I have been torn all morning. The gauntlet was thrown down by famed director/producer Ridley Scott and documentarian Kevin Macdonald. So read the press release: "YouTube joins world famous filmmakers Ridley Scott and Kevin Macdonald in asking people around THE world to help them create the first user-generated feature-length documentary film shot on a single day - July 24, 2010.
Life in a Day is a historic global film experiment that enlists the global community to capture a moment of its varied life on Saturday, July 24, 2010, and to upload that footage to www.youtube.com/lifeinaday."
Do I dig out my video camera and record my day -- or parts of it -- exposing to all the world what I did and actually upload it?
I am still not sure that I am going to do something. There are still fewer than 12 hours left; I could do my part. But can I throw down a few moments of where I am today, what I am doing, and cogently put it out there on YouTube? Then the anxiety set in and I faced my dilemma.
It would require that I try to lend some coherence to who I am. Whew. I mean, between writing interviews, posting on my Facebook profile, responding to my e-mails or phone calls, I encounter and interact with dozens, if not hundreds, of people daily. Living in Manhattan is a very public act of contact with humanity.
Yet this notion, to document some aspect of my life for a day -- rather than talking to others about theirs -- stirs anxiety in me. It also prompts me to think about who I am in this self-obsessed society, and to understand how this desire, if not the obsessive need, for fame, to post glimpses of our lives for all the world to see, has become transformed into big business thanks to the reality television game and viral site like Youtube.
It has given birth to the Heidi Montags and Kate Goselins of this world whose billowing presence in the mainstream media seems to run in contrast to what innate talents they may have or, so far, have shown they have.
But there are other kinds of self-driven media making that DRAW on the self but TRANSFORM it into something genuinely larger and, in doing so, offer something profound in the doing and the saying.
Veteran director Ross McElwee started out making a documentary, Sherman's March, about some larger subject like the effects of General Sherman's devastating march throughout the South during the Civil War, and turns it into a modern personal statement about his life, loves and fear of nuclear destruction. That's a different kind of self-directed art-making.
I am working on an interview with the Neistat brothers, who have made an HBO series out of the bits and pieces of video-recorded detritus from their lives [it will be up momentarily]. They have crafted a whole television series by telling stories about their life in quirky ways. I am amazed at how they do it, but this thought of making something from my own life -- even from part of today -- has me momentarily paralyzed.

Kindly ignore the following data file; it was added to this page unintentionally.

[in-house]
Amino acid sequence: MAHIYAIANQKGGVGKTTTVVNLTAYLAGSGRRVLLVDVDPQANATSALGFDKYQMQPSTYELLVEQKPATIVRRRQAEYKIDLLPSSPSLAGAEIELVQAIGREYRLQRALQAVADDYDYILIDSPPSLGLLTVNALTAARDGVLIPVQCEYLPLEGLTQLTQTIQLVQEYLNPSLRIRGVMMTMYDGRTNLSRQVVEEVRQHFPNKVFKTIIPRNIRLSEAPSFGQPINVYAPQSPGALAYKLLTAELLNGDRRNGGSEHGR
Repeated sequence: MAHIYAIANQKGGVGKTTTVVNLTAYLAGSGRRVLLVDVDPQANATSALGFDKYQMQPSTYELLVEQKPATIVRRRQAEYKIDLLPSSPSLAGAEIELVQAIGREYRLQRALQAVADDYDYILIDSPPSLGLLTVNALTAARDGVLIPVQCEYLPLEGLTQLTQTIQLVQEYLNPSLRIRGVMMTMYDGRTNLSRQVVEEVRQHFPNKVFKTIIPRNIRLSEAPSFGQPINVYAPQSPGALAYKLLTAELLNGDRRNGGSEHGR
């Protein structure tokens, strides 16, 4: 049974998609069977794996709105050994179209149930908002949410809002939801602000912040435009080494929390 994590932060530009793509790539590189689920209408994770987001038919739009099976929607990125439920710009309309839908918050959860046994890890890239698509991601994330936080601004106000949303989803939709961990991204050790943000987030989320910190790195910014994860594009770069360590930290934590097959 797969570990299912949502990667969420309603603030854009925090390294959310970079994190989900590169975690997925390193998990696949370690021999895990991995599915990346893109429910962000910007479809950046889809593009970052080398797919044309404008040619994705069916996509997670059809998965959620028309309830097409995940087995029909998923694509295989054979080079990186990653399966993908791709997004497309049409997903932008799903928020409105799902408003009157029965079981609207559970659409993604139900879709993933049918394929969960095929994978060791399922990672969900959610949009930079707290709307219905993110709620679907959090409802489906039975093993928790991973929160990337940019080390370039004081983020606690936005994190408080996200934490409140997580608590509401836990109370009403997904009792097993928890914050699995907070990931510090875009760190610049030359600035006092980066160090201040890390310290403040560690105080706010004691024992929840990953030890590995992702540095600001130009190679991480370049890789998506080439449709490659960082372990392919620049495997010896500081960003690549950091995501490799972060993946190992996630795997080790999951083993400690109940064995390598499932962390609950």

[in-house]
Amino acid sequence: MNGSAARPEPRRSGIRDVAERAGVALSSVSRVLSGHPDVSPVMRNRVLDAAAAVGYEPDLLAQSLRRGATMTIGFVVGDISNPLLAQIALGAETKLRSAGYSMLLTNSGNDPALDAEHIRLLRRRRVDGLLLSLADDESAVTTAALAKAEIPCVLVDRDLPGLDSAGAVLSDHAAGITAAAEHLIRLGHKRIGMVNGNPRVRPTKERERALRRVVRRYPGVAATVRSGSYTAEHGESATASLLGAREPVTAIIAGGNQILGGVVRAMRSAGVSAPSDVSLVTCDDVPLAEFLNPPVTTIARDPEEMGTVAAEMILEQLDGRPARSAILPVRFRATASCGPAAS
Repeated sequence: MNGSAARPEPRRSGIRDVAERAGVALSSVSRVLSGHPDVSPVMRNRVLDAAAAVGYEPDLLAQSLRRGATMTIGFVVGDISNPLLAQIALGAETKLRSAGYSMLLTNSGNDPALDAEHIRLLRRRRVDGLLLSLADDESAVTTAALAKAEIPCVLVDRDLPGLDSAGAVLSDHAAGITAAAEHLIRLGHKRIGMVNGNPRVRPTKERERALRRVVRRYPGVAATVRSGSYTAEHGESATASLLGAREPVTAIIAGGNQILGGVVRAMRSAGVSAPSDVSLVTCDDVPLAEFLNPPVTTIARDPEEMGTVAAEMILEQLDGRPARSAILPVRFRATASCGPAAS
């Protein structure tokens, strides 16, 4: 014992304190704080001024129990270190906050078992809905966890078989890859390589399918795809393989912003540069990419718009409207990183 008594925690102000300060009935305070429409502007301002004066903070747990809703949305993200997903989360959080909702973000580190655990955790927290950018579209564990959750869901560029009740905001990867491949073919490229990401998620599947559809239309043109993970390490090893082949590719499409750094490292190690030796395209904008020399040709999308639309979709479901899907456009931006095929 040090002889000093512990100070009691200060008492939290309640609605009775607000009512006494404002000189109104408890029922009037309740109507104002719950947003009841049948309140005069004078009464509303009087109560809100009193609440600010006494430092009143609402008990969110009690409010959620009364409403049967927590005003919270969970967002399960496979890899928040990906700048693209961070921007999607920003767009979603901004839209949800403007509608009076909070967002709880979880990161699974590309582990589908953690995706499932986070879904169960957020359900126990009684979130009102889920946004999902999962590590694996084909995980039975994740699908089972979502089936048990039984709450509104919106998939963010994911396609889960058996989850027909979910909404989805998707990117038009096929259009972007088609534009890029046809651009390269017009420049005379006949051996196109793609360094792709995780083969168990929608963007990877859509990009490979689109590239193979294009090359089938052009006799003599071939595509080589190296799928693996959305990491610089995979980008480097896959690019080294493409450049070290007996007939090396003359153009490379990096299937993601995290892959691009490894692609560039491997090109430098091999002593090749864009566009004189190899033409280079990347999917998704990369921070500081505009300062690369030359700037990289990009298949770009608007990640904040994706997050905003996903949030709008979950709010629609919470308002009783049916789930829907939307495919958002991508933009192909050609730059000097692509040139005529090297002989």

So if I were to be actually selected out of what I figure will be thousands of entries -- what then would I think of myself?
Would I too be transformed into someone who is worried about my larger media presence?
Will that make me driven by what happens to me on stage, or through a camera rather than during direct encounters with those around me?
I can see how that media-infused cause makes people think they don't have to sweat the small stuff as long as they are viewed by thousands or millions.
According to the release, "Life in a Day is one of several efforts by YouTube to push the boundaries of music, art, and now film.
YouTube Symphony Orchestra and the recently announced YouTube Play partnership with the Guggenheim Museum are examples of the convergence of online video with traditional arts and Life in a Day takes this effort into the cinematic realm."
Okay, so maybe I don't do it this time. I missed the gauntlet thrown down before me. But what will be the implications of the film they will make out OF this raw material from many people's lives?
Hey, I think it's a cool idea with fascinating implications, like those photo books that document a day in the life of a different city. They give us a larger sense of the globe, of it being populated by people much like ourselves. But as we become more and more driven by our lives in the digital domain, what's next? Maybe, like Tron, will we just become more infused in the machine -- or will we transcend it...?